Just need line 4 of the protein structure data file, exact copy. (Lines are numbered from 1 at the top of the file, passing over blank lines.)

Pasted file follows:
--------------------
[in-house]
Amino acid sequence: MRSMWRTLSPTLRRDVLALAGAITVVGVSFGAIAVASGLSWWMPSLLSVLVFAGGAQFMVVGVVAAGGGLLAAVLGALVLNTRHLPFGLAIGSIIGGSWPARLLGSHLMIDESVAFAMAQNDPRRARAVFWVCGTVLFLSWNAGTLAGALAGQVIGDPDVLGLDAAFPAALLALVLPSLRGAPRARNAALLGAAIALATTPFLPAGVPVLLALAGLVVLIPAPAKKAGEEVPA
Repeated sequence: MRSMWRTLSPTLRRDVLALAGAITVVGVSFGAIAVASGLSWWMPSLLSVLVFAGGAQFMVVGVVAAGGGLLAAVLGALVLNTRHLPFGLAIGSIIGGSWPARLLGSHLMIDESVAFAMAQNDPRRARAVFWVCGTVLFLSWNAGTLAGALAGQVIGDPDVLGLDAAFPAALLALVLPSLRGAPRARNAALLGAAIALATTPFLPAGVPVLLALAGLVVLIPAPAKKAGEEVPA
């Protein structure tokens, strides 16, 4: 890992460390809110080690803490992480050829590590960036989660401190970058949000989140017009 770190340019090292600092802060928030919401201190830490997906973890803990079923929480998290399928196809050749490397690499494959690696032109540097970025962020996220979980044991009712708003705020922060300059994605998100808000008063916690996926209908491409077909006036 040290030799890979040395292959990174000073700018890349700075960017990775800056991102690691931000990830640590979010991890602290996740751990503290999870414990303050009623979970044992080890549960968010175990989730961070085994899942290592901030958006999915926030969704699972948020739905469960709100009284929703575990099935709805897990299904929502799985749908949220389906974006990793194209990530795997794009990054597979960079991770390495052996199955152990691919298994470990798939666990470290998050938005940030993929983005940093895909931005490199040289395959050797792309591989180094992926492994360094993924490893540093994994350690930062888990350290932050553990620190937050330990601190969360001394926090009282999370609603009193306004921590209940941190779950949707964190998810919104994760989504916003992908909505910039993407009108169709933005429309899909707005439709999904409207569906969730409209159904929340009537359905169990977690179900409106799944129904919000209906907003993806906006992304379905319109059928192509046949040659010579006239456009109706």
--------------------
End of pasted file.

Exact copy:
């Protein structure tokens, strides 16, 4: 890992460390809110080690803490992480050829590590960036989660401190970058949000989140017009 770190340019090292600092802060928030919401201190830490997906973890803990079923929480998290399928196809050749490397690499494959690696032109540097970025962020996220979980044991009712708003705020922060300059994605998100808000008063916690996926209908491409077909006036 040290030799890979040395292959990174000073700018890349700075960017990775800056991102690691931000990830640590979010991890602290996740751990503290999870414990303050009623979970044992080890549960968010175990989730961070085994899942290592901030958006999915926030969704699972948020739905469960709100009284929703575990099935709805897990299904929502799985749908949220389906974006990793194209990530795997794009990054597979960079991770390495052996199955152990691919298994470990798939666990470290998050938005940030993929983005940093895909931005490199040289395959050797792309591989180094992926492994360094993924490893540093994994350690930062888990350290932050553990620190937050330990601190969360001394926090009282999370609603009193306004921590209940941190779950949707964190998810919104994760989504916003992908909505910039993407009108169709933005429309899909707005439709999904409207569906969730409209159904929340009537359905169990977690179900409106799944129904919000209906907003993806906006992304379905319109059928192509046949040659010579006239456009109706």